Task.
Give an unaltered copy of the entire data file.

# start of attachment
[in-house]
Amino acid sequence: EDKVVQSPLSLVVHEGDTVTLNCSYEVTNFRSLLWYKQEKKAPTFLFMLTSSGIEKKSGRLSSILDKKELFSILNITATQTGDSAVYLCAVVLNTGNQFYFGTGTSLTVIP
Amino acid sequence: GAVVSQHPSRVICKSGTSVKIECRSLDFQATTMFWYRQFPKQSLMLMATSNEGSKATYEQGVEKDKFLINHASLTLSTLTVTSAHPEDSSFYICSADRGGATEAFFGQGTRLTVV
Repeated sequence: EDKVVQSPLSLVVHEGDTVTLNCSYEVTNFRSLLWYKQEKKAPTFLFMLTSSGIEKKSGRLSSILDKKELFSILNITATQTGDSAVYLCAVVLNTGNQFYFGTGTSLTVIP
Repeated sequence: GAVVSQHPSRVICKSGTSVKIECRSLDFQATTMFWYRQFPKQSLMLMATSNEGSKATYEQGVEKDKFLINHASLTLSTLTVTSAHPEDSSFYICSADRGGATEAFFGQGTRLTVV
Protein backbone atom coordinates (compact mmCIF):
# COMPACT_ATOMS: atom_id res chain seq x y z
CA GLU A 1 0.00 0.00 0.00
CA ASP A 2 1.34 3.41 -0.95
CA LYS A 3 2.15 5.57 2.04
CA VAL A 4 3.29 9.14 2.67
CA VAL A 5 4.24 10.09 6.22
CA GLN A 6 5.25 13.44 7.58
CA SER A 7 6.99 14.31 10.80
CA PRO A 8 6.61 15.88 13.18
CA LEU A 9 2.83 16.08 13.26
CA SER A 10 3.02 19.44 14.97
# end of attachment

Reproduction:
[in-house]
Amino acid sequence: EDKVVQSPLSLVVHEGDTVTLNCSYEVTNFRSLLWYKQEKKAPTFLFMLTSSGIEKKSGRLSSILDKKELFSILNITATQTGDSAVYLCAVVLNTGNQFYFGTGTSLTVIP
Amino acid sequence: GAVVSQHPSRVICKSGTSVKIECRSLDFQATTMFWYRQFPKQSLMLMATSNEGSKATYEQGVEKDKFLINHASLTLSTLTVTSAHPEDSSFYICSADRGGATEAFFGQGTRLTVV
Repeated sequence: EDKVVQSPLSLVVHEGDTVTLNCSYEVTNFRSLLWYKQEKKAPTFLFMLTSSGIEKKSGRLSSILDKKELFSILNITATQTGDSAVYLCAVVLNTGNQFYFGTGTSLTVIP
Repeated sequence: GAVVSQHPSRVICKSGTSVKIECRSLDFQATTMFWYRQFPKQSLMLMATSNEGSKATYEQGVEKDKFLINHASLTLSTLTVTSAHPEDSSFYICSADRGGATEAFFGQGTRLTVV
Protein backbone atom coordinates (compact mmCIF):
# COMPACT_ATOMS: atom_id res chain seq x y z
CA GLU A 1 0.00 0.00 0.00
CA ASP A 2 1.34 3.41 -0.95
CA LYS A 3 2.15 5.57 2.04
CA VAL A 4 3.29 9.14 2.67
CA VAL A 5 4.24 10.09 6.22
CA GLN A 6 5.25 13.44 7.58
CA SER A 7 6.99 14.31 10.80
CA PRO A 8 6.61 15.88 13.18
CA LEU A 9 2.83 16.08 13.26
CA SER A 10 3.02 19.44 14.97